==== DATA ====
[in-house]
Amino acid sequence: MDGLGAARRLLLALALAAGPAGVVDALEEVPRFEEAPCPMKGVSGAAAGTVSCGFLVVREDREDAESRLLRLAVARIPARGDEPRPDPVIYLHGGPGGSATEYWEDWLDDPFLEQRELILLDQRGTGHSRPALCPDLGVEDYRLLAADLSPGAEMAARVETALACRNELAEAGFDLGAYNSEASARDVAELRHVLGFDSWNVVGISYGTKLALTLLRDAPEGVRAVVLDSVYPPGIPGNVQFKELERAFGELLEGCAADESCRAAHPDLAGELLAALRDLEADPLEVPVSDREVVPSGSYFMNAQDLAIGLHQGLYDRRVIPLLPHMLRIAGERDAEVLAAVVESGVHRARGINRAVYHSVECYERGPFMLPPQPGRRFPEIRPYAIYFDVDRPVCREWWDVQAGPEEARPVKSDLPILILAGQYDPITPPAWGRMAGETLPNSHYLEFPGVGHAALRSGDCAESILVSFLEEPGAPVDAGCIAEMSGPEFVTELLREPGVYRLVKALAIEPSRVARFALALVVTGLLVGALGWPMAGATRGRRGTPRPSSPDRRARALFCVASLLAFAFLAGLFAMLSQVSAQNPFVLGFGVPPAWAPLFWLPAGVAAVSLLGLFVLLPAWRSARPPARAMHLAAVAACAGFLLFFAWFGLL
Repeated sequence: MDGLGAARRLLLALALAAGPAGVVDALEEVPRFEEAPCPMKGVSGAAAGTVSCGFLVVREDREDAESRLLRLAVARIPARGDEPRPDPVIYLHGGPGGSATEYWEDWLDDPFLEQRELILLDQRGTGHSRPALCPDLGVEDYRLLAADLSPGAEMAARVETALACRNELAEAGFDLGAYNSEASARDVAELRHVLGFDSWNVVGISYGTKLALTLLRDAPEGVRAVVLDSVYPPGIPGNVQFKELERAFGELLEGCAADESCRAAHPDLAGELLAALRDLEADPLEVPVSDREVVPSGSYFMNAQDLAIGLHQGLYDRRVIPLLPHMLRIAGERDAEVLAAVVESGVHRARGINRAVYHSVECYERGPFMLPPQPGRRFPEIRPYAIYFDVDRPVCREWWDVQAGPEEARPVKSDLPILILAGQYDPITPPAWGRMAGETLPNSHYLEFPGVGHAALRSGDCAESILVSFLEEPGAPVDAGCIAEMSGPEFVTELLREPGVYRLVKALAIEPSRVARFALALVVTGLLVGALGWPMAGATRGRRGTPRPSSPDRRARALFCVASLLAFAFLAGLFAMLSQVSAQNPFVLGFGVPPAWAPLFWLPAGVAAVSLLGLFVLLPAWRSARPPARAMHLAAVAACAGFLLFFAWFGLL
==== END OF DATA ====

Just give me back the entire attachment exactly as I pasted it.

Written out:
[in-house]
Amino acid sequence: MDGLGAARRLLLALALAAGPAGVVDALEEVPRFEEAPCPMKGVSGAAAGTVSCGFLVVREDREDAESRLLRLAVARIPARGDEPRPDPVIYLHGGPGGSATEYWEDWLDDPFLEQRELILLDQRGTGHSRPALCPDLGVEDYRLLAADLSPGAEMAARVETALACRNELAEAGFDLGAYNSEASARDVAELRHVLGFDSWNVVGISYGTKLALTLLRDAPEGVRAVVLDSVYPPGIPGNVQFKELERAFGELLEGCAADESCRAAHPDLAGELLAALRDLEADPLEVPVSDREVVPSGSYFMNAQDLAIGLHQGLYDRRVIPLLPHMLRIAGERDAEVLAAVVESGVHRARGINRAVYHSVECYERGPFMLPPQPGRRFPEIRPYAIYFDVDRPVCREWWDVQAGPEEARPVKSDLPILILAGQYDPITPPAWGRMAGETLPNSHYLEFPGVGHAALRSGDCAESILVSFLEEPGAPVDAGCIAEMSGPEFVTELLREPGVYRLVKALAIEPSRVARFALALVVTGLLVGALGWPMAGATRGRRGTPRPSSPDRRARALFCVASLLAFAFLAGLFAMLSQVSAQNPFVLGFGVPPAWAPLFWLPAGVAAVSLLGLFVLLPAWRSARPPARAMHLAAVAACAGFLLFFAWFGLL
Repeated sequence: MDGLGAARRLLLALALAAGPAGVVDALEEVPRFEEAPCPMKGVSGAAAGTVSCGFLVVREDREDAESRLLRLAVARIPARGDEPRPDPVIYLHGGPGGSATEYWEDWLDDPFLEQRELILLDQRGTGHSRPALCPDLGVEDYRLLAADLSPGAEMAARVETALACRNELAEAGFDLGAYNSEASARDVAELRHVLGFDSWNVVGISYGTKLALTLLRDAPEGVRAVVLDSVYPPGIPGNVQFKELERAFGELLEGCAADESCRAAHPDLAGELLAALRDLEADPLEVPVSDREVVPSGSYFMNAQDLAIGLHQGLYDRRVIPLLPHMLRIAGERDAEVLAAVVESGVHRARGINRAVYHSVECYERGPFMLPPQPGRRFPEIRPYAIYFDVDRPVCREWWDVQAGPEEARPVKSDLPILILAGQYDPITPPAWGRMAGETLPNSHYLEFPGVGHAALRSGDCAESILVSFLEEPGAPVDAGCIAEMSGPEFVTELLREPGVYRLVKALAIEPSRVARFALALVVTGLLVGALGWPMAGATRGRRGTPRPSSPDRRARALFCVASLLAFAFLAGLFAMLSQVSAQNPFVLGFGVPPAWAPLFWLPAGVAAVSLLGLFVLLPAWRSARPPARAMHLAAVAACAGFLLFFAWFGLL